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Top 5 questions on our 2024 commodities outlook
In this edition of our Commodities Weekly, we put together the top five questions on our 2024 commodities outlook (see here), with our views surrounding macro and micro risks, the “OPEC+ put”, the global manufacturing malaise, Chinese demand and our supercycle thesis. We reiterate our high level conviction that commodity price risks skew neutral in 2024 with bullish cyclical forces of a fading monetary policy drag and receding recession fears offset by bearish reverberations of higher for longer interest rates. In this context, until the current macro headwinds are in the rear-view mirror, we pause our supercycle thesis (see here). However, we critically caution that the supply-constrained decades-long bull market is merely delayed – not derailed – given the near-decades-long structural underinvestment in physical commodities. The Fed’s attempt to soft land the economy through higher for longer rates that lowers demand and inflation may relieve the symptoms of underinvestment (commodity inflation), but cannot cure the underlying illness of inadequate production capacity. Without sufficient capex to de-bottleneck the system and provide excess capacity, commodities will remain stuck in a state of long-run shortages, with higher and more volatile prices.
The global oil market is poised for an unhappy new year with Brent crude prices plunging to a five month low on escalating fears of oversupply. Notwithstanding the latest iteration of OPEC+ output cuts, rising production from the US, Guyana and Brazil is hitting a market that’s mired by bearish sentiment on the demand-side of the equation. Meanwhile, natural gas markets are brimming with confidence with weak European (TTF) and US (Henry Hub) prices signalling confidence that the winter heating season will pass comfortably.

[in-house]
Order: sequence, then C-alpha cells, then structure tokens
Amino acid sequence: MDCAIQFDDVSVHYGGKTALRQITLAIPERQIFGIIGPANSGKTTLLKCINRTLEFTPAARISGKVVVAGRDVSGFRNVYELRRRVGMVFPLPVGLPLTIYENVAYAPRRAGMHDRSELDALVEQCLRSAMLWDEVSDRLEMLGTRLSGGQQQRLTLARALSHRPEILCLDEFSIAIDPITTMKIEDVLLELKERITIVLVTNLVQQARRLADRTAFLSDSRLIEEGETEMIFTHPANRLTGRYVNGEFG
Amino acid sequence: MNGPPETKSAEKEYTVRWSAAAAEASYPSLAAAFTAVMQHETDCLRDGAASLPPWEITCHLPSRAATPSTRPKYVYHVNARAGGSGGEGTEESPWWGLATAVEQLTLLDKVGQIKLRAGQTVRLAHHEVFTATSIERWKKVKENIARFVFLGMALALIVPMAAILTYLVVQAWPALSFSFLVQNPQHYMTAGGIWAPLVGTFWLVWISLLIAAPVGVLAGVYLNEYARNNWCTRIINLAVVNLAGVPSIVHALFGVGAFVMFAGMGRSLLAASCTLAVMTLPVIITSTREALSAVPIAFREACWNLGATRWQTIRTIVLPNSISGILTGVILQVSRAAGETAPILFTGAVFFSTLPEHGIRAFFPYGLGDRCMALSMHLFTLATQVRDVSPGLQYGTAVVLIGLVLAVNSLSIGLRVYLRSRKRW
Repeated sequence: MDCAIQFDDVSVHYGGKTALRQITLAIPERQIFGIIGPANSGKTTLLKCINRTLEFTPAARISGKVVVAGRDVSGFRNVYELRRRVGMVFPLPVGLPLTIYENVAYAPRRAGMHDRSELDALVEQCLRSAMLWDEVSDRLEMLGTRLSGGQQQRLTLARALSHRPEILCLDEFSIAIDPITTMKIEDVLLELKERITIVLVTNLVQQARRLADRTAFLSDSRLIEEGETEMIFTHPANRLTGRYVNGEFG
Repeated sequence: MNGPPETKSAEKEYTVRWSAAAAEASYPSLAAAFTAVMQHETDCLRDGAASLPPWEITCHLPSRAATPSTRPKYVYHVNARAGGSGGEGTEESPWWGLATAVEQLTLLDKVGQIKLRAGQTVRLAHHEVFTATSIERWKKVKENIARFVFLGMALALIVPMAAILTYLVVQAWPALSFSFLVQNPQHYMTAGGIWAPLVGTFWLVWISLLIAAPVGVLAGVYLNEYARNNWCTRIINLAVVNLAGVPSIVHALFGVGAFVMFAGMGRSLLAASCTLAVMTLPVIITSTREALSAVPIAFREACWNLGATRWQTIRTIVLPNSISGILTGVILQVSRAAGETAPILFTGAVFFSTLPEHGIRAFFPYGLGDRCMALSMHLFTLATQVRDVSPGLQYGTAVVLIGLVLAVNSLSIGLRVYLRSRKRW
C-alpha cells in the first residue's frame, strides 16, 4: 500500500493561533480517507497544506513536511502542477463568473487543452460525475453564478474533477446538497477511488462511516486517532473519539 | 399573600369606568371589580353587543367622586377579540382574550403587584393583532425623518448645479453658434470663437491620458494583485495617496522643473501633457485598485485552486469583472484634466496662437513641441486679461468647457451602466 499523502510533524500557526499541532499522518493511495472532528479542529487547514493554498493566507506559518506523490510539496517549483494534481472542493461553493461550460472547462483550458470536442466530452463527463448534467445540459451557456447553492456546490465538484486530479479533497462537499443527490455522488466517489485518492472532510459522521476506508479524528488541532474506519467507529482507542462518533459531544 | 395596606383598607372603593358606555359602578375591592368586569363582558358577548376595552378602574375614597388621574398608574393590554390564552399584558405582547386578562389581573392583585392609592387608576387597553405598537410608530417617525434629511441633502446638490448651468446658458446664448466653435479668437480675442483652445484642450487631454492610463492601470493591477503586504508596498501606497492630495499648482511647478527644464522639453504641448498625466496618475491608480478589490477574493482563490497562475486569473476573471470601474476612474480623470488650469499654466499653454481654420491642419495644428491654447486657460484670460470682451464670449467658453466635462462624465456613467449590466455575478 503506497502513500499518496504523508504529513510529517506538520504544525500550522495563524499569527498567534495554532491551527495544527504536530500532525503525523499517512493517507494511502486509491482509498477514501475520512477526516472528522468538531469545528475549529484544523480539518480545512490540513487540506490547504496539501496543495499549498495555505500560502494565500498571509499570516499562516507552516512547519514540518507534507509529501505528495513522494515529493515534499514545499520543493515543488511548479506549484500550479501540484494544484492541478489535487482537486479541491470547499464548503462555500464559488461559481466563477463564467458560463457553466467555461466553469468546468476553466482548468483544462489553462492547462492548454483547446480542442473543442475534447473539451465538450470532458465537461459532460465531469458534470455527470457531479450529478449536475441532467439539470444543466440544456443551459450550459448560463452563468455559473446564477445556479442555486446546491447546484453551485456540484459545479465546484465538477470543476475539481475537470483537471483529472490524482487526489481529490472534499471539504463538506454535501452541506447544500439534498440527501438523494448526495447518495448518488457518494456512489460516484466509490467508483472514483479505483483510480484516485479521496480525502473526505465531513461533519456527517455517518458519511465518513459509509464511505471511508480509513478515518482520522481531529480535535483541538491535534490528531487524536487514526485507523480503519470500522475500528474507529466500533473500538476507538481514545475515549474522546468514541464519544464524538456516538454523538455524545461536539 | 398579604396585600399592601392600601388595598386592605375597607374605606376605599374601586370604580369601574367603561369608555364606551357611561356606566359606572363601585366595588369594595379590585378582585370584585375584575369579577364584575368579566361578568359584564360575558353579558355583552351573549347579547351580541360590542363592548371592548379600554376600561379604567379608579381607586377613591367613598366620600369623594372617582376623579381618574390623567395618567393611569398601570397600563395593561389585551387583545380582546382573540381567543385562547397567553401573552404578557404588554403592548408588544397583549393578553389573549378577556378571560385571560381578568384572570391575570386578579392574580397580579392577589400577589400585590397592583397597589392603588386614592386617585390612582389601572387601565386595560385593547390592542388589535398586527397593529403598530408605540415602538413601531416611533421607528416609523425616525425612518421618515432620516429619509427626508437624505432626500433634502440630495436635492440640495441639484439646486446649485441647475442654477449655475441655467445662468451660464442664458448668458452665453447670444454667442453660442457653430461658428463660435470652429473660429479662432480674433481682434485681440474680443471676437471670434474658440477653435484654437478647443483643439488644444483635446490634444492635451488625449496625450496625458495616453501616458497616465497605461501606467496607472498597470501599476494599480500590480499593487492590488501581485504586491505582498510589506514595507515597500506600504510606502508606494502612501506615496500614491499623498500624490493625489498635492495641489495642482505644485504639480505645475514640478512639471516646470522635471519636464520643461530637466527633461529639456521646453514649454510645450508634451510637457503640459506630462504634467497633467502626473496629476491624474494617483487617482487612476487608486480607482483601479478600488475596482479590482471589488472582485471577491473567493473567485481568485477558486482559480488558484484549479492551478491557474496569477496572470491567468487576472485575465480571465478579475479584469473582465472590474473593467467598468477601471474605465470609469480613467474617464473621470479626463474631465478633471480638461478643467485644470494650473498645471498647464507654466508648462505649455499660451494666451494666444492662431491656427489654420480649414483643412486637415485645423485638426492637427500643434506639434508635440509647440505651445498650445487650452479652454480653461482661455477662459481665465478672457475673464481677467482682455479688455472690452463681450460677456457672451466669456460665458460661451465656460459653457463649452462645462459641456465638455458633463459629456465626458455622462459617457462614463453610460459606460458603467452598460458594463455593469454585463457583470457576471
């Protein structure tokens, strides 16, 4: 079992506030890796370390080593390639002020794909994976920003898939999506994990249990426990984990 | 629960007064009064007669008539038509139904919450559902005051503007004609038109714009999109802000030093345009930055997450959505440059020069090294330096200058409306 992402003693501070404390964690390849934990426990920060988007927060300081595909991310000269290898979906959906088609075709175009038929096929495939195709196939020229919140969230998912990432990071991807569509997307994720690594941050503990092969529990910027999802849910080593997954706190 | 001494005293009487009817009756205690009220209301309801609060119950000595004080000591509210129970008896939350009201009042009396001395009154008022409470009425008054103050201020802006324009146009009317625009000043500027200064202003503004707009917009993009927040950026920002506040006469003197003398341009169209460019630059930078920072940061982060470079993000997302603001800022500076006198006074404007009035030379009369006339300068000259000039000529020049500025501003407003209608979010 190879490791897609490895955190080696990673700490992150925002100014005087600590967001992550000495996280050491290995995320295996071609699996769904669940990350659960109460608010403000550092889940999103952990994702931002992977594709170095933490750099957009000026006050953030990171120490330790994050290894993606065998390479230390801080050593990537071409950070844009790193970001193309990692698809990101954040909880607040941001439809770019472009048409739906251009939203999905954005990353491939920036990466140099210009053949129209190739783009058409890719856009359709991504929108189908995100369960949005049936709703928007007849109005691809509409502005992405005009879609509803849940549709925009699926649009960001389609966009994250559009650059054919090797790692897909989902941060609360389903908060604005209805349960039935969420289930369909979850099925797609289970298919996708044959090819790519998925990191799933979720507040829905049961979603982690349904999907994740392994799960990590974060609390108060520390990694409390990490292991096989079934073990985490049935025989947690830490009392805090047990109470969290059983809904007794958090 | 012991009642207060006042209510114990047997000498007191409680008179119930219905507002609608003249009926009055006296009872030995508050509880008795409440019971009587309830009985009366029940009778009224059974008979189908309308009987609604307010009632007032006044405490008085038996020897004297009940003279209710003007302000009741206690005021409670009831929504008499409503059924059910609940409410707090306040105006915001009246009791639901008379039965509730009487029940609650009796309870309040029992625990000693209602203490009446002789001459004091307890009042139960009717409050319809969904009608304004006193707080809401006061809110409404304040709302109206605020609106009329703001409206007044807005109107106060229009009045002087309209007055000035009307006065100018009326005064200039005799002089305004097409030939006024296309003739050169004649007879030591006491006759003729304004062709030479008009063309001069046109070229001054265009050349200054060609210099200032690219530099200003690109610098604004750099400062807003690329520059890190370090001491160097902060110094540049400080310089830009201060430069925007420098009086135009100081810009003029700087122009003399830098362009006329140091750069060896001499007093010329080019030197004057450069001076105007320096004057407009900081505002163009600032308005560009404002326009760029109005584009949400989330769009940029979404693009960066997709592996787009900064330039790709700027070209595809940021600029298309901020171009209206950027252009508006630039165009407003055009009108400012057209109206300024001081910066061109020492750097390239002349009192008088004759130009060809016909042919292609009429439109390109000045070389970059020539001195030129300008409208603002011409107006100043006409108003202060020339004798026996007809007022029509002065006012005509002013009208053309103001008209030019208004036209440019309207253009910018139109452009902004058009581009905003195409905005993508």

Base metals remain stuck in a tactical trading range without firm evidence of either a recession (necessary for further capitulation) or ex-China demand recovery (necessary for a sustained break higher).
Gold is finding some support following the latest US inflation reading which reversed US yields and US dollar recovered some losses. As we documented in our 2024 commodities outlook, gold is our most bullish call and is to hit record levels in 2024 on a trifecta of Fed cuts, supportive central bank demand and bullion’s role as the geopolitical hedge of last resort (see here).
Iron ore continues to extend losses after a widely-watched government policy meeting (the Communist Party’s annual economic work conference) in China finished without any major new stimulus pledges. According to reports, the messaging on macro policy stemming from the meeting remained accommodative but with few hints of a more aggressive stance.
Key grains – wheat, corn and soybeans – are falling after Argentina (key grower) devalued the currency, in a move that may trigger a wave of crop selling from farmers. The new government of President Milei announced the 54% devaluation of the Argentinian peso (ARS), alongside a swath of spending cuts, on 12 December – farmers will now receive more cash for their crops (with revenues tied to the US dollar values on export markets), but will have to pay a higher price for their crop inputs.
Price performance and forecasts, flows, market positioning, timespreads, futures, inventories, storage and products performance are covered in the report.